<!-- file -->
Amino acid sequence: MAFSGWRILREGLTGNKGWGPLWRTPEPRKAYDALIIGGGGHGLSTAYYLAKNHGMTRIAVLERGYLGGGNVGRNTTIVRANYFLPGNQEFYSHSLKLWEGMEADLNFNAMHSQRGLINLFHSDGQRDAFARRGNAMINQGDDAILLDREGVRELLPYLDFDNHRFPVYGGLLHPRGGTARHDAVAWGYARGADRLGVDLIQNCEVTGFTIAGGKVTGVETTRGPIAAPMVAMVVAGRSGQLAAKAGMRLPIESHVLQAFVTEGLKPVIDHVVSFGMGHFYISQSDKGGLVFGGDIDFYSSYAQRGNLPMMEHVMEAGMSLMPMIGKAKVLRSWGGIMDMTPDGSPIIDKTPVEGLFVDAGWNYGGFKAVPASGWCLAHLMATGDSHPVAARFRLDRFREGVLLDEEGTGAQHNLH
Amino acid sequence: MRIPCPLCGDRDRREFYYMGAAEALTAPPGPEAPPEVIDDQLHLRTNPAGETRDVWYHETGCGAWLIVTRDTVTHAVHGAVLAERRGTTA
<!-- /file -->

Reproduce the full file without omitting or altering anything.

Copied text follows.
Amino acid sequence: MAFSGWRILREGLTGNKGWGPLWRTPEPRKAYDALIIGGGGHGLSTAYYLAKNHGMTRIAVLERGYLGGGNVGRNTTIVRANYFLPGNQEFYSHSLKLWEGMEADLNFNAMHSQRGLINLFHSDGQRDAFARRGNAMINQGDDAILLDREGVRELLPYLDFDNHRFPVYGGLLHPRGGTARHDAVAWGYARGADRLGVDLIQNCEVTGFTIAGGKVTGVETTRGPIAAPMVAMVVAGRSGQLAAKAGMRLPIESHVLQAFVTEGLKPVIDHVVSFGMGHFYISQSDKGGLVFGGDIDFYSSYAQRGNLPMMEHVMEAGMSLMPMIGKAKVLRSWGGIMDMTPDGSPIIDKTPVEGLFVDAGWNYGGFKAVPASGWCLAHLMATGDSHPVAARFRLDRFREGVLLDEEGTGAQHNLH
Amino acid sequence: MRIPCPLCGDRDRREFYYMGAAEALTAPPGPEAPPEVIDDQLHLRTNPAGETRDVWYHETGCGAWLIVTRDTVTHAVHGAVLAERRGTTA